Table 1. Bidders for East, Central, and West tunnels Package/Lot Tenderers Cost range Contract type C405 West Tunnel Bam Nuttall/Balfour Beatty/Morgan Sindall JV £300-500 million NEC Option C Costain/Vinci/Bachy Solentache JV Dragados/Samsung JV Ferrovial Agroman UK/Laing O’Rourke C410 Central Tunnel Bam Nuttall/Balfour Beatty/Morgan Sindall JV £600-950 million NEC Option C Costain/Vinci/Bachy Solentache JV Ferrovial Agroman UK/Laing O’Rourke Skanska/Bilfinger*/Razel Bec JV C415 East Tunnel** Bam Nuttall/Balfour Beatty/Morgan Sindall JV £500-800 million NEC Option C Buoygues Travaux Publics Costain/Vinci/Bachy Solentache JV Hochtief/J. Murphy & Sons JV
* Bilfinger announced withdrawal from all civil tunnelling in May 2014.
** Bechtel/Strabag JV was shortlisted to tender but is not making a bid.
- These latest developments post-date Thames Water’s decision in January (2014) to begin actively testing the financial markets for the necessary capital to construct the tunnel. This was carried out through issuance of an Expression of Interest Notice, or what Thames Water called a “market consultation exercise”. After receiving “significant interest” from potential investment consortia, thought to include sovereign wealth and pension investment funds from China and the Far East, Thames Water now announces officially that competitive bids are being called to fund £1 billion towards setting up a new utility company. This company’s function will be to continue with already well-advanced design of the Thames Tunnel and its associated infrastructure, and then build, finance, operate and maintain it as owner. The new company will be issued a licence by the UK’s water regulator, Ofwat, to operate as a utility company.
- Exactly how the financing model will operate in practice, however, is difficult to say. Asked a series of questions by TunnelTalk, Thames Water said it was unable to comment on the “commercial terms of the project”, adding that it was for “each bidder [to] develop their own finance plan”. The company refused to say how much investment was actually being sought, and also declined to reveal how much had already been spent developing the project to the stage that it is at now.
- What is known is that Thames Water is looking for “a single financial close” so that the selected Investment Provider will be in a position to award, and then manage, the tunnel construction contracts that are currently out to tender. This effectively means having an Investment Provider in place before April 2015. A spokeswoman told TunnelTalk: “The Investment Provider will award the construction contracts. We have already commenced a transition plan, having established Thames Tideway Tunnel Limited, of which Sir Neville Simms is the Chair and Andy Mitchell [the former Chairman of Crossrail before moving to his new post earlier in the year] is CEO. This company will be staffed to provide the necessary capability in order to deliver the project.”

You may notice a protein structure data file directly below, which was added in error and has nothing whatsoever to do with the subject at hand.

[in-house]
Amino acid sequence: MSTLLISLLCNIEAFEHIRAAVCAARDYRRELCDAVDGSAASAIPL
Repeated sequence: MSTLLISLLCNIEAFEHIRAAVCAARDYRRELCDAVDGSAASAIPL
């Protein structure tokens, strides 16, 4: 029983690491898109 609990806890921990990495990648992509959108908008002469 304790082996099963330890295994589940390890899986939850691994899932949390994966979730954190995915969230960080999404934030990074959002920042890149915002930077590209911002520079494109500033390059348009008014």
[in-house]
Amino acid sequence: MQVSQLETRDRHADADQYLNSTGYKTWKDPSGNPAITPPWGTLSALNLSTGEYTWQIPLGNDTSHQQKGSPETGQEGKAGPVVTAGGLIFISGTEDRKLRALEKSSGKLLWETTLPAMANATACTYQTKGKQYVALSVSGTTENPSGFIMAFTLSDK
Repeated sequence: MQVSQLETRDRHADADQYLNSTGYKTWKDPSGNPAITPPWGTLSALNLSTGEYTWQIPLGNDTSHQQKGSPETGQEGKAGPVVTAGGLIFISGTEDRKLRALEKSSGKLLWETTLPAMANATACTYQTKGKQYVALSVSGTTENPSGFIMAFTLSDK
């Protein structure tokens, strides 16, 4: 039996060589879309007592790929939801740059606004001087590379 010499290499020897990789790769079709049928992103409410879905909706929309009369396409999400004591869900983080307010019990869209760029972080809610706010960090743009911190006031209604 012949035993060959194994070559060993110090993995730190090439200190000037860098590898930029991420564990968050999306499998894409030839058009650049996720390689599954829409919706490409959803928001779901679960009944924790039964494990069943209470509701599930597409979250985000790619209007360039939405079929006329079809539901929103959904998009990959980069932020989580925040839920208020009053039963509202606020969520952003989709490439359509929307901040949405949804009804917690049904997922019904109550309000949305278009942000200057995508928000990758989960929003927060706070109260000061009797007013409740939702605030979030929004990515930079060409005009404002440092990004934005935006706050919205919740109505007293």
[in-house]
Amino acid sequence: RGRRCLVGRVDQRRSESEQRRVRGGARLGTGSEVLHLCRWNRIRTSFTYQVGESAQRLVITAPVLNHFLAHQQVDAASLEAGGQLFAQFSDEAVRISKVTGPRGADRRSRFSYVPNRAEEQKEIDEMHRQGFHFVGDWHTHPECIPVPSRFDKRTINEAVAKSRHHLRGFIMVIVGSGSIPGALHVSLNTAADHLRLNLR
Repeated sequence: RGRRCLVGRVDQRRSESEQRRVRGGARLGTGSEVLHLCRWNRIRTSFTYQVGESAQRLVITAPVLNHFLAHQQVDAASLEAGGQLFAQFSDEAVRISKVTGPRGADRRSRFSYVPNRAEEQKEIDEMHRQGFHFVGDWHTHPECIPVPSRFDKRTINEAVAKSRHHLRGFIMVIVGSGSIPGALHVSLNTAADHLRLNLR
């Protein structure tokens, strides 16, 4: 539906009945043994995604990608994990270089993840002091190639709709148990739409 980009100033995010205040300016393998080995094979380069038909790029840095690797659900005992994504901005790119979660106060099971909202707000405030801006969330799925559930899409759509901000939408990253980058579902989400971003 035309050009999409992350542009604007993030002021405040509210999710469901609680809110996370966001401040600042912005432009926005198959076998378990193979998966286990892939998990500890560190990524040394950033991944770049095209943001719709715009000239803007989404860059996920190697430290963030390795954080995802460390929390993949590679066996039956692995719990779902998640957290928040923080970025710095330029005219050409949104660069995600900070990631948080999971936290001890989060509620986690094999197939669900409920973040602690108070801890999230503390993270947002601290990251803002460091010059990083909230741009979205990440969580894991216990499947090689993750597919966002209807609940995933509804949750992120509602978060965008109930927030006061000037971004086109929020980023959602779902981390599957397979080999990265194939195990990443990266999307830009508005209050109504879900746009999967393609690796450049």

- It is also known that the Investment Provider will benefit from the transfer of a full project management team that until now has been responsible to Thames Water. It will also take over the project management agreement with CH2M Hill, which has been leading the design of the tunnel up to now. Having all these arrangements in place makes the “investment opportunity”, as Thames Water calls it, significantly more attractive.
- Despite vagueness over the financial details, clues to the way the arrangement will work are evident in the Expression of Interest Notice that was issued to the banking and investment services market earlier this year.
- Bidders will be invited to submit their own weighted average cost of providing capital (WACC) during the construction phase, rather than have this fixed by the UK water regulator. Once construction is completed responsibility for setting this figure will pass to the regulator. The Investment Provider will also be entitled to a running yield throughout its life, and, to make the investment more attractive during the anticipated seven-year construction phase, dividends will be paid by Thames Water customers in the form of rate increases to their water bills. This will be in addition to rate increases that have already been approved to fund the project through the design and planning stages.